“We must know that God regards our purity of heart and tears of compunction, not our many words ” (RB 1980: The Rule of St. Benedict in English, Chapter 20 Reverence in Prayer, p.48).

Are you in touch with God from the depths of yourself?

Amen.

Peace be with all who enter here.

Brother Anselm Philip King-Lowe, OSB

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Reflection on Listening: Yup Again!

I will listen to what the Lord God is saying, for he is speaking peace to his faithful people and to those who turn their hearts to him. (Psalm 85:8 The Book of Common Prayer, p.709).

When we read those famous first words in the Prologue of The Rule of St. Benedict notice that he is talking about the ear of the heart, as opposed to the physical ear. “Listen, my child to the masters instructions, and incline the ear of your heart.” Benedict returns to the subject of listening throughout the Prologue. He quotes from Psalm 95, “If today you hear God’s, harden not your heart.” “Listen to what the Spirit says to the churches.” (Revelation 2:7). “Come and listen to me, I will teach you the fear of the Lord” (Psalm 34).

St. Benedict would have leaned about listening from the Desert Mothers and Fathers. In particular St. Moses, who famously said, “Sit in your cell. Your cell will teach you everything.”

Listening to God involves a continuous letting go. Our cell is our interior self, as much as it can be a physical space. Listening to God so that we can hear God speaking peace to us, is strengthened in time spent in silence and solitude; but we must nurture our interior self by remaining open to God at all times. Each moment and encounter is a contemplative experience, if we will only listen for God in our hearts. In her book, Illuminated Life: Monastic Wisdom for Seekers of Light, Sr. Joan Chittister, OSB wrote, “Everything in life is meant to stretch me beyond my superficial self to my better self, the Ultimate Good who is God” (p.24).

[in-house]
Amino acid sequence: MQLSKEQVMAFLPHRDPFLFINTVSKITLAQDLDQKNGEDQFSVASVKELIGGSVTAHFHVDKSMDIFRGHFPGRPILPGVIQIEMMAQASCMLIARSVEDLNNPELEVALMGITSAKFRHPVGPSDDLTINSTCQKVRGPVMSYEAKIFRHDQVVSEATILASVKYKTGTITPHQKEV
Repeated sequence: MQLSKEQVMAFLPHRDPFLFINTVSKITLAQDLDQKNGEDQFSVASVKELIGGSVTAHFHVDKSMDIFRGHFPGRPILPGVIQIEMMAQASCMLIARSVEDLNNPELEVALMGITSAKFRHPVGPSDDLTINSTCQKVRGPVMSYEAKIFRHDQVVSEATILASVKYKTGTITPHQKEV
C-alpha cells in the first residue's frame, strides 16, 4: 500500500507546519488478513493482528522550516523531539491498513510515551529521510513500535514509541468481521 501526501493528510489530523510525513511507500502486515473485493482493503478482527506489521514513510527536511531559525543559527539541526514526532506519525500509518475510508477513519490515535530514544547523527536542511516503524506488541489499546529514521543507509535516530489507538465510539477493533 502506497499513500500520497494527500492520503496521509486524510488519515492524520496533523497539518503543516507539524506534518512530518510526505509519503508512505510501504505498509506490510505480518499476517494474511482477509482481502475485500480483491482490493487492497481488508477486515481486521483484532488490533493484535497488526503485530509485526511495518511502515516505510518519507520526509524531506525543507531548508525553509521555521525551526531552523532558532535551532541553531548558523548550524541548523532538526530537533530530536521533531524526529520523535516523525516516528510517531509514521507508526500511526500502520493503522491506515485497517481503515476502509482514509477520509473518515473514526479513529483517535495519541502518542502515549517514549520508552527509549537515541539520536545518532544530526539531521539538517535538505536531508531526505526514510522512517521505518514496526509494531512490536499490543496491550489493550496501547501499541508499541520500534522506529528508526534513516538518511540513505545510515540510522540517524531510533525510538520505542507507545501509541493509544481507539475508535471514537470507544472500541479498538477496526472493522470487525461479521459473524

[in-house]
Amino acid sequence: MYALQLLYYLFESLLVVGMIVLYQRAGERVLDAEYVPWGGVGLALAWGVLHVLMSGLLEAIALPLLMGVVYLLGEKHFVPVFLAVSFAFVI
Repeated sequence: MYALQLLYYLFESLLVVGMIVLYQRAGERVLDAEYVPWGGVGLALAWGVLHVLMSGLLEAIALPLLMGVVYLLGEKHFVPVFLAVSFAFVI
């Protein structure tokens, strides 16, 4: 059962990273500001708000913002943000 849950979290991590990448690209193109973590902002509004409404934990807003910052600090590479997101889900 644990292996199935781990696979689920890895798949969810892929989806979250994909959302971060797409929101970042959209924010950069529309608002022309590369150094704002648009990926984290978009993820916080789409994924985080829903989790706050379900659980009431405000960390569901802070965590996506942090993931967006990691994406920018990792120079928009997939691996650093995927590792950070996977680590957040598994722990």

Are you listening to God in the here and now?

Amen.

Peace be with all who enter here.

Brother Anselm Philip King-Lowe, OSB

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Reflection on the Whole Heart

“I will give thanks to you , O Lord, with my whole heart; before the gods I will sing your praise.” (Psalm 138:1 The Book of Common Prayer, p.793).

There are twelve chapters in The Rule of St. Benedict in which Benedict lists what Psalms are to be prayed at the various Offices.   He quotes from the Psalms in any number of chapters including the Prologue.  In the short Rule of St. Romuald, he writes about the importance of the Psalms for those who observe an Eremitic version of Benedictine Monasticism as Camaldolese.  The Desert Mothers and Fathers prayed all 150 Psalms twice a day.  The importance of the Psalms in the life of Christians cannot be over emphasized.

When we pray the Psalms, we pray with the entire Church in the past, present and future.  Praying the Psalms allows us to open ourselves to the Presence of God.  God knows all of our emotions and allows us to offer them and everything about ourselves to God by praying the Psalms while surrendering ourselves to God.

What might it mean to give thanks to God with our whole heart?

When we use the word “heart” in Christian Spirituality, we are talking about the whole of ourselves.  To give thanks to God with our whole heart implies holding nothing back.  Whatever is good and wonderful we offer in thanksgiving to God with our whole selves.  Whatever is in pain, suffering or sadness, we offer in thanksgiving to God with our whole selves.   Praying the Psalms is our assurance that whatever is happening within our whole selves, we can turn ourselves over to God who loves us where we are.  When we do God draw us closer to God’s Self who walks with us in mystic journey of redemption.